This post by Sonya Silva is part of Spacing‘s partnership with the Toronto Cycling Think and Do Tank at the University of Toronto. Find out more about the think tank, and the series, here.
Discussions about cycling policy often revolve around desired infrastructure improvements, changes to transportation policies, and the funding needed in order to build bike-friendly cities. This emphasis on investment and infrastructure is based on a “build it and they will come” model that often neglects how cycling cultures develop in different places. While infrastructure investment is undeniably an important step in making cycling safe and attractive, recognizing that there are significant cultural and social barriers to adopting cycling for transportation is another important piece of the puzzle.
In the Toronto Cycling Think & Do Tank’s work this summer, we developed a pilot project with partners CultureLink and Cycle Toronto’s unique BikeHost mentorship program for newcomers, and the University of Toronto’s DIY bike shop BikeChain, to research how to best encourage cycling uptake among new immigrants to Canada. Newcomers are an important group for exploring cycling promotion strategies for a couple of reasons. Within Canada, immigration is a vital part of growth in major Canadian cities, and increasingly it has also become central to sustaining population and economic growth in mid-sized cities across the country.
Our past research demonstrates that behaviour change initiatives work best with populations undergoing significant life changes. By targeting interventions with groups like recent immigrants, we can better identify and remove their barriers to cycling, and implement strategies to encourage people to try out and eventually sustain new behaviours. In carrying out this work, we recognized that a potential barrier to trying out cycling for new immigrants is the set of expectations they arrive with on what it means to successfully integrate into Canadian society.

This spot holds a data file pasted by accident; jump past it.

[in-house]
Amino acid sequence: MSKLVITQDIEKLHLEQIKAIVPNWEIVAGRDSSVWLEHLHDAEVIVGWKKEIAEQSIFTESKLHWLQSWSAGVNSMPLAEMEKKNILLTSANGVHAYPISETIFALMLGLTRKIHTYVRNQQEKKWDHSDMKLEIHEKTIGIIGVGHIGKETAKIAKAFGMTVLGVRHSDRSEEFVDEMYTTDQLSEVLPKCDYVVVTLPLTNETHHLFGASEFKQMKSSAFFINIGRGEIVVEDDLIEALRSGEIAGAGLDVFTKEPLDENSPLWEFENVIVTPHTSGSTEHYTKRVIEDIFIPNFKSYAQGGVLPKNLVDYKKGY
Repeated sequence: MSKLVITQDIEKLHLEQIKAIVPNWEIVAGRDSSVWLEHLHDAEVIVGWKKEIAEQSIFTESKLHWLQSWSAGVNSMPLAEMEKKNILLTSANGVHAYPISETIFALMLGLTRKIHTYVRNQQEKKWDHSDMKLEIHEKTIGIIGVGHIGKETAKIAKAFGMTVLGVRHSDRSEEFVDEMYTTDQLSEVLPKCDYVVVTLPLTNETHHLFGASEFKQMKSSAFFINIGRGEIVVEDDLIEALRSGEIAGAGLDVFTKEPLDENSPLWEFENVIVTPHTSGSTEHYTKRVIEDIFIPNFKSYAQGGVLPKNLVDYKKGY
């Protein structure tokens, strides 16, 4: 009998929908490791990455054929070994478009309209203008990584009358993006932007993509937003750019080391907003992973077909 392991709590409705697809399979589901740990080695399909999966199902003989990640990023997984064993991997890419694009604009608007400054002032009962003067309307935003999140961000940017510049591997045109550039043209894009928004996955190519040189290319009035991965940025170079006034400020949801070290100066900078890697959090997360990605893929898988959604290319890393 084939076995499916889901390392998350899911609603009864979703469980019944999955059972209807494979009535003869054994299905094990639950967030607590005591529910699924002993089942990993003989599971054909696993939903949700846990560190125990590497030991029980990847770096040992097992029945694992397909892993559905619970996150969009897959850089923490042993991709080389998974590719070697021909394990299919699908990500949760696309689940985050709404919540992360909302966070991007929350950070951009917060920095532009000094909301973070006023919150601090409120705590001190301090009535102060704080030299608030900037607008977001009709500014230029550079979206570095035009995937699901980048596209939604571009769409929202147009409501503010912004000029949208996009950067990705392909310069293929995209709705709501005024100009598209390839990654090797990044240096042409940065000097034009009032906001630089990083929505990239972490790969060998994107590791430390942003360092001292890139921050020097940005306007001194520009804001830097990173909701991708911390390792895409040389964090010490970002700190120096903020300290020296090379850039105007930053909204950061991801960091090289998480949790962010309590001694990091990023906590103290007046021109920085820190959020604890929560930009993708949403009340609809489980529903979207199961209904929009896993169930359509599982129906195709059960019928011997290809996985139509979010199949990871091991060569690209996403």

With rapid economic development occurring in industrializing countries, private car ownership has increased dramatically, and the share of bicycle trips has fallen in countries where the bicycle was traditionally a significant mode of transportation. One of the most interesting cases of this change in cycling policy and culture is in China, which has traditionally held relatively high mode shares of cycling (anywhere between 30%-70% of all trips depending on the city) compared to North America (which at its highest, reaches 6% in Portland). China also serves as a good example, as it also happens to be one of Canada’s largest source countries of permanent resident immigrants over the last ten years.
The car and bicycle as symbolic objects
Though cycling has long been a popular mode of transit in China, in the 1990s cycling policies regressed, as cities took actions to remove bike lanes or prohibit children from cycling to school. Meanwhile, steps were taken to privilege and promote car ownership in order to further China’s image as a “modernized, developed” nation. This effort was reflected in advertising and public attitudes, which privileged car ownership as a sign of upward mobility. In Guangzhou, bicycle mode shares dropped from over 30% in the 1990s, to 11% in 2010. Similar patterns ring true across south and southeast Asia, where cycling is seen as a means for transport for lower socioeconomic classes, compared to exalted motorized forms which are becoming more accessible. Alongside these shifting cultural perceptions, cycling safety is also especially precarious in these countries, with few cities having devoted resources to develop cycling and pedestrian infrastructure and enforce traffic laws.
The bicycle in many places is thus considered a “second class” mode of transportation, chosen out of necessity rather than desire. This poses challenges both in China, with its rapid urbanization, traffic congestion and increasing pollution, but also here in Canada when we attempt to encourage new immigrants to see cycling as a desirable option.
How do we build cycling cultures?
In their transition to life in North America, newcomers may view car ownership as both essential for integration, and as a safer mode of transportation that offers greater freedom and mobility. Recognizing these cultural expectations is important in encouraging cycling uptake in Canada. These expectations are not restricted to newcomers either—in Canada we also grow up with cultural baggage. Our cultural norms create expectations for us to transition from using a bicycle in our youth, to driving a car as we mature into adulthood. While building better cycling infrastructure is one part of the solution to increasing cycling for transportation, getting people onto bikes also demands a cultural shift in which cycling is recognized as a normal part of everyday adult life.
Sonya Silva is a research assistant at the Toronto Cycling Think & Do Tank